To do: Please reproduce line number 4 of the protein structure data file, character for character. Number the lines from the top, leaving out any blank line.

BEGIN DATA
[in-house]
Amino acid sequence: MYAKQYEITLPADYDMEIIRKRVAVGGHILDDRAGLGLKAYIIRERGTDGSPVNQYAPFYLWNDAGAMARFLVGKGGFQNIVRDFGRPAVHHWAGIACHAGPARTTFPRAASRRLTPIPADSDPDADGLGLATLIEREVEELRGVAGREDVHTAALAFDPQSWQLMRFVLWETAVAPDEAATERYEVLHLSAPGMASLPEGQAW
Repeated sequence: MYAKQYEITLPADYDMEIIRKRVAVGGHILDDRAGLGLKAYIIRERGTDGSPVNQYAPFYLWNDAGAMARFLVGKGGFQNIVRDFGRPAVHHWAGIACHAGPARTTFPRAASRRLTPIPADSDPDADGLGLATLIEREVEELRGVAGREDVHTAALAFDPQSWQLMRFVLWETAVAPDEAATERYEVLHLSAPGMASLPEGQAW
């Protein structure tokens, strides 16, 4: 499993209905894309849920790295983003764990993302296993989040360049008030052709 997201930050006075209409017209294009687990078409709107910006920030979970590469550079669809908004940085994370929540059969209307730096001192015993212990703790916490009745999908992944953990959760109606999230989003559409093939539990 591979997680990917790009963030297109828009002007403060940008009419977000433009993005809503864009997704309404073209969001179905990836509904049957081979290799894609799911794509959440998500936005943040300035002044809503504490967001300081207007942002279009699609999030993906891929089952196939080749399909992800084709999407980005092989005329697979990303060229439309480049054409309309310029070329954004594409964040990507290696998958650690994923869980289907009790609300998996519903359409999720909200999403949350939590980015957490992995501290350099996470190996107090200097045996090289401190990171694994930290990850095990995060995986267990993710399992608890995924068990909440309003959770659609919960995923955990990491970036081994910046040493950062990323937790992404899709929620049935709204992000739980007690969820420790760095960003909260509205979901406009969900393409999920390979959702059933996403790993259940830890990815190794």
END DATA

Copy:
């Protein structure tokens, strides 16, 4: 499993209905894309849920790295983003764990993302296993989040360049008030052709 997201930050006075209409017209294009687990078409709107910006920030979970590469550079669809908004940085994370929540059969209307730096001192015993212990703790916490009745999908992944953990959760109606999230989003559409093939539990 591979997680990917790009963030297109828009002007403060940008009419977000433009993005809503864009997704309404073209969001179905990836509904049957081979290799894609799911794509959440998500936005943040300035002044809503504490967001300081207007942002279009699609999030993906891929089952196939080749399909992800084709999407980005092989005329697979990303060229439309480049054409309309310029070329954004594409964040990507290696998958650690994923869980289907009790609300998996519903359409999720909200999403949350939590980015957490992995501290350099996470190996107090200097045996090289401190990171694994930290990850095990995060995986267990993710399992608890995924068990909440309003959770659609919960995923955990990491970036081994910046040493950062990323937790992404899709929620049935709204992000739980007690969820420790760095960003909260509205979901406009969900393409999920390979959702059933996403790993259940830890990815190794």